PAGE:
When Marsha Norman suggested to the producer Jerry Goehring the idea of streaming the 2018 workshop of a stalled Broadway revival of “The Secret Garden” as a benefit, he thought it was a great idea.
He just didn’t know if it would be possible.
“I was like, ‘Honestly, I don’t know that it’s ever been done before,’” said Goehring, a member of the team angling to bring back to Broadway the sumptuous musical that has never been revived there since the Tony Award-winning 1991 production that starred Mandy Patinkin.
Securing the rights to stream a musical — much less a workshop, footage that was never intended to see the light of day and showcases actors in their rawest form — can be complicated.
But it helped that Norman, the musical’s Pulitzer Prize-winning book writer, was already on board — as was the new director, Warren Carlyle (“After Midnight”), and all 21 actors, among them Sierra Boggess (Lily), Clifton Duncan (Archibald Craven) and Drew Gehling (Neville Craven).
“They were all asking ‘Please, what can we do to help?’” Goehring said this week.
Getting buy-in from every member involved and compensating the actors were the stipulations for Actors’ Equity Association, the labor union, to grant permission for the project, which will benefit The Dramatists Guild Foundation and The Actors Fund.
“They said they rarely get requests for archival recordings,” said Goehring, who teamed with the producers Michael F. Mitri and Carl Moellenberg to develop the project. “But, if, at the end of the day, 100 percent of their members involved in the show agree, we could do it.”
The two-hour workshop, which includes a full run-through of the show sans costumes or sets, will premiere on Broadway on Demand on Thursday, May 6 at 8 p.m. and remain available through May 9. It is dedicated to Rebecca Luker, the musical’s original Lily, who died in December at age 59 less than a year after announcing she had A.L.S.
“It’s wonderful and terrifying at the same time,” said Carlyle, who directed and choreographed the workshop. “It’s in its rawest form, with all my terrible ideas and some good ones. It’s really like pulling back the curtain.”
Goehring said the workshop showcases the production at its “very beginning” stages — and was never intended to be seen by any kind of audience, much less the public.
“We didn’t plan on inviting anyone,” he said, noting that the authors had initially just wanted a chance to take their first look at the entire show — artistically. “But it turned out so special that everyone agreed we should invite our friends in the industry, including Broadway theater owners, to get their opinion.”
The musical, based on the 1911 children’s novel by Frances Hodgson Burnett, tells the story of an orphaned English girl whose personality blossoms as she and a sickly cousin restored a neglected garden. The original Broadway production earned three Tonys, with a cast that included Luker, Patinkin, a pre-Hedwig John Cameron Mitchell and 11-year-old Daisy Eagan, who won for her performance as the heroine Mary Lennox.
The revival, Carlyle said, is a “complete reimagining.” It will feature pared-back sets, more intimate orchestrations and different scenic design. But all of Lucy Simon’s songs are intact, he reassured fans of the original, just shifted around — not that anyone would dare cut “Lily’s Eyes.”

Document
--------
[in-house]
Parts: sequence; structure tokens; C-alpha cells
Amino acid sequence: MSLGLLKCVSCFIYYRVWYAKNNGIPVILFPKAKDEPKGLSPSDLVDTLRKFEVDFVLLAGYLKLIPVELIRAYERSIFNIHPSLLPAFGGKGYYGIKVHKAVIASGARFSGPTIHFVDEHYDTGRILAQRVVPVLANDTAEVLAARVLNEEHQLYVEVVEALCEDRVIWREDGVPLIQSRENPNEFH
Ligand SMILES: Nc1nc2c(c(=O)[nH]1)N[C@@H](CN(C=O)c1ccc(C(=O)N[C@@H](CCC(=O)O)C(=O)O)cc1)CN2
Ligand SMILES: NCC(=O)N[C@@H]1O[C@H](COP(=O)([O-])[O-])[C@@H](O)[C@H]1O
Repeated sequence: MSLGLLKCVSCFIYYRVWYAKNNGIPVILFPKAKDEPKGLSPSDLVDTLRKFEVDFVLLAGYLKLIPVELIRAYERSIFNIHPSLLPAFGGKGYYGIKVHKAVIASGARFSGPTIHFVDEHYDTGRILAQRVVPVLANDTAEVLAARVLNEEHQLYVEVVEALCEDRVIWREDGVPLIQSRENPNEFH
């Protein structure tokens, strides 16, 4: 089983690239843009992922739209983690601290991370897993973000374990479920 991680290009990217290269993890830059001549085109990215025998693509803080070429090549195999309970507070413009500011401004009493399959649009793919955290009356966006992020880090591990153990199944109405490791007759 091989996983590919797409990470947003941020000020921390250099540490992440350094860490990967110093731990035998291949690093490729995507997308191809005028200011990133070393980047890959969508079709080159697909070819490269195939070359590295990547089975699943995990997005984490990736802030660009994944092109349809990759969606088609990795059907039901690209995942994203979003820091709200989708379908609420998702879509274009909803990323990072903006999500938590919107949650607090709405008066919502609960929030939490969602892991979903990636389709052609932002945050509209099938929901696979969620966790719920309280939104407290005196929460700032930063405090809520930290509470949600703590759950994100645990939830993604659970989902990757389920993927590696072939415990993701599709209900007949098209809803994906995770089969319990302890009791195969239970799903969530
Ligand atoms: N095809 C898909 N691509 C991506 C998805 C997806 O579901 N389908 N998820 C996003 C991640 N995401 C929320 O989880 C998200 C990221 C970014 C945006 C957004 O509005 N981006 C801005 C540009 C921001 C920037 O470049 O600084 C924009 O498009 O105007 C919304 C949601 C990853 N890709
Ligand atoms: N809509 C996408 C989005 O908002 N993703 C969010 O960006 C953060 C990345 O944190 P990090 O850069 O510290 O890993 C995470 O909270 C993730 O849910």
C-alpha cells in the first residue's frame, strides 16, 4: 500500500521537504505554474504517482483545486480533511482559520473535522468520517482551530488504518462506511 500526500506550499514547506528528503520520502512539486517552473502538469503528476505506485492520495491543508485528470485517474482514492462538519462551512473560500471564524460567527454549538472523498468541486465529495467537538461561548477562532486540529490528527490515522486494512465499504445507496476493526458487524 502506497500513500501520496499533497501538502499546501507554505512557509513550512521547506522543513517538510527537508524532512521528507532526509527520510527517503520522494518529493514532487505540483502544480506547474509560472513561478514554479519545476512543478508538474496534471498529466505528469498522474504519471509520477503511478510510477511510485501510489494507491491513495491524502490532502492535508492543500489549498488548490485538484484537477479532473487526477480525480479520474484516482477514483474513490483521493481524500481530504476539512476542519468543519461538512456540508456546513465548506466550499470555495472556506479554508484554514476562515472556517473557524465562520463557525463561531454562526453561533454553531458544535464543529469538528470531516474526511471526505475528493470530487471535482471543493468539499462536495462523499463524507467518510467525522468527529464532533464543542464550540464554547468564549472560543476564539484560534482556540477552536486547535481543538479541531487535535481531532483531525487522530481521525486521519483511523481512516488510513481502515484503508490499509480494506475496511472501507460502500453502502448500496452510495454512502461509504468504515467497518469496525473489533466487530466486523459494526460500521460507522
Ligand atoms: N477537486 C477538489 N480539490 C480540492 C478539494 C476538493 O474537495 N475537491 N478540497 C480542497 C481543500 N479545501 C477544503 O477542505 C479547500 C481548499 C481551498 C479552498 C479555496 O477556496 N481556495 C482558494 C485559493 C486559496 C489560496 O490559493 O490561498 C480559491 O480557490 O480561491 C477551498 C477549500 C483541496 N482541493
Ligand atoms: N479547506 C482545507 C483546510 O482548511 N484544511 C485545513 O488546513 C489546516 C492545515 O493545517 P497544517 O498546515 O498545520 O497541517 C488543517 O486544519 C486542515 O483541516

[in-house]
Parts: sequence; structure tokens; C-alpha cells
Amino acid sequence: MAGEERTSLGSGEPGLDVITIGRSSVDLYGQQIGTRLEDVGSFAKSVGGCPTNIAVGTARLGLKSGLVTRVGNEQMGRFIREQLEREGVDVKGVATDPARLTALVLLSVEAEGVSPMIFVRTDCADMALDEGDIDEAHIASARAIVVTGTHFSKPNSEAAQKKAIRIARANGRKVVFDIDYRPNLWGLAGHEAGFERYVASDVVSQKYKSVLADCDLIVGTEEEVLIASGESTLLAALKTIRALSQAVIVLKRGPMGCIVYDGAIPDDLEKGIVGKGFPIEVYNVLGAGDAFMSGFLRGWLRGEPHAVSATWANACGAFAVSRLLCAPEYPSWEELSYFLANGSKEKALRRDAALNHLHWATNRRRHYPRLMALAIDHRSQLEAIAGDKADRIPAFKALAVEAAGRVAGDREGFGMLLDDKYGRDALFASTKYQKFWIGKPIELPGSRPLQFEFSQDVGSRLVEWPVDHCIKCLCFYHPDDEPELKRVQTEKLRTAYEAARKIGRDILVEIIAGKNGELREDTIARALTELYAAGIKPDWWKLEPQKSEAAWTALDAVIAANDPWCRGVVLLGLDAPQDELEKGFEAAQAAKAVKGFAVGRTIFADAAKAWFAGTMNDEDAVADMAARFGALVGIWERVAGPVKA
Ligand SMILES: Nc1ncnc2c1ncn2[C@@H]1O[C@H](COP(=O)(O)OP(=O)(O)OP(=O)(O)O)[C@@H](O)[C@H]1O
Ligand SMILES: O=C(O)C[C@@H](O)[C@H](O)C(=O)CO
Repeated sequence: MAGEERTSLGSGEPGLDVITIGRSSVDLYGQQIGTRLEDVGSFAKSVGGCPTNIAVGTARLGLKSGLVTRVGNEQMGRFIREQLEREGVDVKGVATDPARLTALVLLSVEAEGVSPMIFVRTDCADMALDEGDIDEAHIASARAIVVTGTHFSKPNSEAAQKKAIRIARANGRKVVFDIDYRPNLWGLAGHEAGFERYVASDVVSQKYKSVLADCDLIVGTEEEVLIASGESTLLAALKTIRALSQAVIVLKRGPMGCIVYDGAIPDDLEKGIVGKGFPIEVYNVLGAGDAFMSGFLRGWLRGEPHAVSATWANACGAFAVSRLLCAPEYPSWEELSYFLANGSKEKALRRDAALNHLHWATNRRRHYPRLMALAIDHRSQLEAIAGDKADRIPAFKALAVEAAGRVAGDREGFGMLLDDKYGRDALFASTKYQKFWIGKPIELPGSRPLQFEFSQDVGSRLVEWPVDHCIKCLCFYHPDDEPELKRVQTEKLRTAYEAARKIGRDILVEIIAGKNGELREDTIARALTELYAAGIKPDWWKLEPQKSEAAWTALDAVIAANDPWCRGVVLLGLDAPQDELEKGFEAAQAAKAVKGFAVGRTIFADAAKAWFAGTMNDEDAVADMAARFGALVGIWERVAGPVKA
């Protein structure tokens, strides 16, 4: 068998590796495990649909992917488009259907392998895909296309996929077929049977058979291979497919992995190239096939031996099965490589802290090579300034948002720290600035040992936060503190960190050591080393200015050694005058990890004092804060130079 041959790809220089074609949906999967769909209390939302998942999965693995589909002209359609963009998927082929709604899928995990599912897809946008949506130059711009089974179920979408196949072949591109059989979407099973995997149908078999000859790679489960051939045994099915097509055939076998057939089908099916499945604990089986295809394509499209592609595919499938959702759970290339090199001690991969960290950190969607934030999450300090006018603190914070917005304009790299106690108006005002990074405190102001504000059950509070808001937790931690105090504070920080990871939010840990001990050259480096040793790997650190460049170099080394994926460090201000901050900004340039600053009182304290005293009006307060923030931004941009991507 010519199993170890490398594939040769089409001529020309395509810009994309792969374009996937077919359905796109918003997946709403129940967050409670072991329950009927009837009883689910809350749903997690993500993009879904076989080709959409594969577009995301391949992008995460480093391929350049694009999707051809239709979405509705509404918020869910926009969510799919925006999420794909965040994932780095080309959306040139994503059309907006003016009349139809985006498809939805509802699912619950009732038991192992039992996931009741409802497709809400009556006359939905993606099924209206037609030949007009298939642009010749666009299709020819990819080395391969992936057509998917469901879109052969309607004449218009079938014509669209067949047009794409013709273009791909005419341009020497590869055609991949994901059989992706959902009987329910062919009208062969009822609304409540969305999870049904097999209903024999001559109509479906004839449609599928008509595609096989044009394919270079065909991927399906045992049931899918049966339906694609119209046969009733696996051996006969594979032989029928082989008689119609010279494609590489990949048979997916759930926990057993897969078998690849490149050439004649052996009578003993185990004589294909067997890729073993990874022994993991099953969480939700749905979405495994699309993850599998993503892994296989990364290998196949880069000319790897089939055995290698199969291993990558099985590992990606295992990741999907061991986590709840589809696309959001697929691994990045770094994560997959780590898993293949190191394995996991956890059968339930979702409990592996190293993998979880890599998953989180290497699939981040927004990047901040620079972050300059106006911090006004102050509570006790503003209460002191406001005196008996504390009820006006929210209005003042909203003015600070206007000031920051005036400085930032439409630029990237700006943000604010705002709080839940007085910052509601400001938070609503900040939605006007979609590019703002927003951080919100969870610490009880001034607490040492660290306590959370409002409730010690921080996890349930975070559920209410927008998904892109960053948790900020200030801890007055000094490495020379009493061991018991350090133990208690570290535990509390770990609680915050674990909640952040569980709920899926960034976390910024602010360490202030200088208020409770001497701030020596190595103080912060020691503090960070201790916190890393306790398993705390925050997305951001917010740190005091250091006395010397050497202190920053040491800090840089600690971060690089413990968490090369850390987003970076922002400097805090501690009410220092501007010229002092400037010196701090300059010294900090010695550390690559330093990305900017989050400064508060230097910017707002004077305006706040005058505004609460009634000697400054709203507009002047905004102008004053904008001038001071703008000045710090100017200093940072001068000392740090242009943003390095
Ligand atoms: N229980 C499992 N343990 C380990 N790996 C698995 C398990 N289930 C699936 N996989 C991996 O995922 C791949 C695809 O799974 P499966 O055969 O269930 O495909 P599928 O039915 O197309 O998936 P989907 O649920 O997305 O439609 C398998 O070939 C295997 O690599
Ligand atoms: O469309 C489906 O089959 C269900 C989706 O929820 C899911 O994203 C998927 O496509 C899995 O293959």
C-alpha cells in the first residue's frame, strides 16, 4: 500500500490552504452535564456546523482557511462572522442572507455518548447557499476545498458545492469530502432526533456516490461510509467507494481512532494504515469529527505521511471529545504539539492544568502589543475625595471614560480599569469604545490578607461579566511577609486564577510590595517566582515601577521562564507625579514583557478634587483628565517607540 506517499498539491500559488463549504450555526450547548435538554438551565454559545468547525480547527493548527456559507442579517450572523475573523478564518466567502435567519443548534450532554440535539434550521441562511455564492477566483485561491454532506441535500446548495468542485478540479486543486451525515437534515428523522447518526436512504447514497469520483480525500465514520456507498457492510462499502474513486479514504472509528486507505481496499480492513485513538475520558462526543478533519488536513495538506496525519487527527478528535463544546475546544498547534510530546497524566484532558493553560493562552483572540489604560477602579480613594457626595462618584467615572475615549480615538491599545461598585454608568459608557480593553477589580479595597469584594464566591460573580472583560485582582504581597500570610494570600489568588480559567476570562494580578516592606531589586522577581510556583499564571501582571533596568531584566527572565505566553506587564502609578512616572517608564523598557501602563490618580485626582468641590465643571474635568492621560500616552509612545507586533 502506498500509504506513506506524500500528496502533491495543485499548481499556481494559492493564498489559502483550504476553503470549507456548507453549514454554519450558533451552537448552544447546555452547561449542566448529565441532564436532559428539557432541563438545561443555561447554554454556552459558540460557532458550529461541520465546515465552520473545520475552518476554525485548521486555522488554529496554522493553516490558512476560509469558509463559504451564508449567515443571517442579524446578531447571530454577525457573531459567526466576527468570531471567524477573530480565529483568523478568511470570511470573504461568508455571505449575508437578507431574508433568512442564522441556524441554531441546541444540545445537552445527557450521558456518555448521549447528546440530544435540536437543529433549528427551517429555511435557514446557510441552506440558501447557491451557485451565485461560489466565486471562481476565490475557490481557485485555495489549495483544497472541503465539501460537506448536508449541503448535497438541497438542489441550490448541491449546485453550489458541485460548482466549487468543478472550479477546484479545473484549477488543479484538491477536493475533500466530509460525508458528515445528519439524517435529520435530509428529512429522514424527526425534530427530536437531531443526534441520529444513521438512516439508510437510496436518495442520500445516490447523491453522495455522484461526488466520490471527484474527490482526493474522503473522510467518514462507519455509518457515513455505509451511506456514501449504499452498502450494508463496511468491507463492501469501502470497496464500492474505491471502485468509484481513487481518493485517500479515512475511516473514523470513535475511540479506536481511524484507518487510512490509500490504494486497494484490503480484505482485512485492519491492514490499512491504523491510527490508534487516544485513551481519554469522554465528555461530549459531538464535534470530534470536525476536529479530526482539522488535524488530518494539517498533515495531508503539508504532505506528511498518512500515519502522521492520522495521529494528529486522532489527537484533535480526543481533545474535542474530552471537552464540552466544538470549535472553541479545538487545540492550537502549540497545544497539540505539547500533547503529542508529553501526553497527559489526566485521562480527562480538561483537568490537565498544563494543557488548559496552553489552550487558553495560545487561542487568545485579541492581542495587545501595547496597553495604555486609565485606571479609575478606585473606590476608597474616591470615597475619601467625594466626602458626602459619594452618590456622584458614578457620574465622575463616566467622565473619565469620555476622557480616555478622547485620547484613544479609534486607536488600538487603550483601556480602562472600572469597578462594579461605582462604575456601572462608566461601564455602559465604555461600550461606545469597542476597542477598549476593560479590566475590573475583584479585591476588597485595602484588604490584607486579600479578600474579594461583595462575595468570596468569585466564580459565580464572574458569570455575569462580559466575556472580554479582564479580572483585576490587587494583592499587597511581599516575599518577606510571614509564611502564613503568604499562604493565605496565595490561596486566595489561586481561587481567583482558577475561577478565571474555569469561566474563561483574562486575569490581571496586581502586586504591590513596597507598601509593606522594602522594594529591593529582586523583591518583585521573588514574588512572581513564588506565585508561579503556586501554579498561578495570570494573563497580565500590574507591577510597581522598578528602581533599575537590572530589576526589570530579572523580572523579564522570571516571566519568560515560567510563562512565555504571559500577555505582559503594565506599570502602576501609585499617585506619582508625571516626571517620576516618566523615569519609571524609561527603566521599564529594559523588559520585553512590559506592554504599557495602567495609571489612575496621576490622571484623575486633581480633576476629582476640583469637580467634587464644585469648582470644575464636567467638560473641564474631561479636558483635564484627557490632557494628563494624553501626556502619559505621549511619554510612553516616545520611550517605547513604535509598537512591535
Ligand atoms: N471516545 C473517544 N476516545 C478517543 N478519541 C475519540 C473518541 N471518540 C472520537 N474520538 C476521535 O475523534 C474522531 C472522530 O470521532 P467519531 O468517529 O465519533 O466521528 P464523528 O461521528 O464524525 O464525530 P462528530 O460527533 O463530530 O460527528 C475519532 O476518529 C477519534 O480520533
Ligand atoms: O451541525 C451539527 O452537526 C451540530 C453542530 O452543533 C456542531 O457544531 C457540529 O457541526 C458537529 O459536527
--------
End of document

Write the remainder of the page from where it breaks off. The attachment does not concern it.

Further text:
“We joke that we lost a lot of big bushes,” he said. “Lots of big scene transitions from back in the early ’90s have been eliminated, so it really flows much better.”
It’s clear, Carlyle said, that the workshop is a rough draft: The garden is imaginary; the dress code more T-shirts than waistcoats. Pieces of tape on the bare floor mark the edge of the stage, as well as where the wings would be. There are only a few props.
“There are no frills,” he said. “Which allows me, as a director, to make sure we’re getting the story right.”
To help people keep track of scene changes, the team inserted digital renderings by the production designer Jason Sherwood (“Rent: Live”) as transitions. But ultimately, Carlyle said, the material speaks for itself.
“The book Marsha has written and Lucy’s music are so strong that you can be in an empty room with talented artists and have it move you just as much as if it were on a Broadway stage,” he said.
There are reasons the show has never been revived on Broadway: Critics said the lavish set and elaborate costumes left the actors fighting to be in focus, and the book was overstuffed with secondary characters.
“Whether ‘The Secret Garden’ is a compelling dramatic adaptation of its source or merely a beautiful, stately shrine to it is certain to be a subject of intense audience debate,” The New York Times theater critic Frank Rich wrote in his review of the original. “I, for one, often had trouble locating the show’s pulse.”
Broadway is still a target for the future, Goehring said, though the pandemic has thrown the timeline in flux.
“We are not seeking new investment right now,” he said. “Our only goal is to raise money for the nonprofits.”
The 2018 workshop was the latest in a string of high-profile iterations of the musical, that also included a 2016 concert at Lincoln Center featuring Ben Platt, Ramin Karimloo and Boggess. David Armstrong directed a production at the 5th Avenue Theatre in Seattle and Washington D.C.’s Shakespeare Theater Company in 2016-17.
No cast has yet been set or theater secured, but Goehring hopes the orchestrations will begin taking shape in the fall.
“As soon as we can all get back in a room again, we’ll keep working on it,” he said.
“Our ultimate goal is to make this as good as we can,” he added. “However long that takes.”
Inside The Secret Garden: Workshop and Livestream Experience
May 6-9; livestream.broadwayondemand.com